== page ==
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Van Gogh on the Beauty of Sorrow and the Enchantment of Storms, in Nature and in Life

Chance doesn’t deal happiness with an even hand — some lives are more weighed down by sorrow than others. It can be easy, and misguided, to romanticize suffering — despite Elizabeth Barrett Browning’s superb admonition against it, we have a long cultural history of perpetuating the “tortured genius” myth, the reality behind which is far […]

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When Teen Depression Eases With Treatment, So Does Parent’s

New research shows that when a teen’s depression improves through treatment, so did depression experienced by the parent. “More young people today are reporting persistent feelings of sadness and hopelessness and suicidal thoughts,” said Kelsey R. Howard, M.S., of Northwestern University, who presented the findings at the 2018 annual convention of the American Psychological Association. […]

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Bluets: Maggie Nelson on the Color Blue as a Lens on Memory, Loneliness, and the Paradoxes of Love

“We love to contemplate blue,” Goethe observed in his theory of color and emotion, “not because it advances to us, but because it draws us after it.” This particular color — or, rather, this universe of hues — seems to have drawn after it more minds than any other, inking the body of culture with […]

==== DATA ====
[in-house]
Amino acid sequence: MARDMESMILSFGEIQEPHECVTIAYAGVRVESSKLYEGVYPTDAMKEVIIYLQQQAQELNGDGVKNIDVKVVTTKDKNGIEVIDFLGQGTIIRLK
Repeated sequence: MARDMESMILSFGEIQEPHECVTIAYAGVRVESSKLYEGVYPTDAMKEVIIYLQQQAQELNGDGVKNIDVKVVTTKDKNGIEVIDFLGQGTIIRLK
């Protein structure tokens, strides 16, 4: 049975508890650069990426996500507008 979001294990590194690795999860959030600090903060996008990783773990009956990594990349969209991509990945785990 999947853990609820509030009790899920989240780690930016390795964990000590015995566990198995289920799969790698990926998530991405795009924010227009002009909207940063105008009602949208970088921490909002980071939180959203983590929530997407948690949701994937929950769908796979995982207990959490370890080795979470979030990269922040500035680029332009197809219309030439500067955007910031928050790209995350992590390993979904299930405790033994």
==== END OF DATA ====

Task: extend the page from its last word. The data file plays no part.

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“Meaningless rituals” boost self-control

Research published in the Journal of Personality and Social Psychology (paywalled, no Sci-Hub mirror) describes a fascinating experimental outcome in which subjects were asked to enact “meaningless rituals” (“knocking the table with their knuckles, closing their eyes and counting, among other things”) before being confronted with a self-control challenge (eating two carrots, then deciding […]

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Political and Social Differences Can Encourage Paranoid Thinking

Interacting with someone of a higher social status or opposing political beliefs may increase paranoid interpretations of the other person’s actions, according to a new UK study by researchers at University College London (UCL). Paranoia is the tendency to assume other people are trying to harm you when their actual motivations are unclear. “Being alert […]

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Many Psychopaths Unable to Detect True Fear or Sadness in Others

Individuals with high levels of psychopathic traits tend to have difficulty detecting genuine expressions of fear or sadness in others, according to a new study by researchers at The Australian National University (ANU). Psychopathic traits may include lack of empathy, a grandiose sense of self-worth, lack of remorse or guilt, superficial charm, a high need […]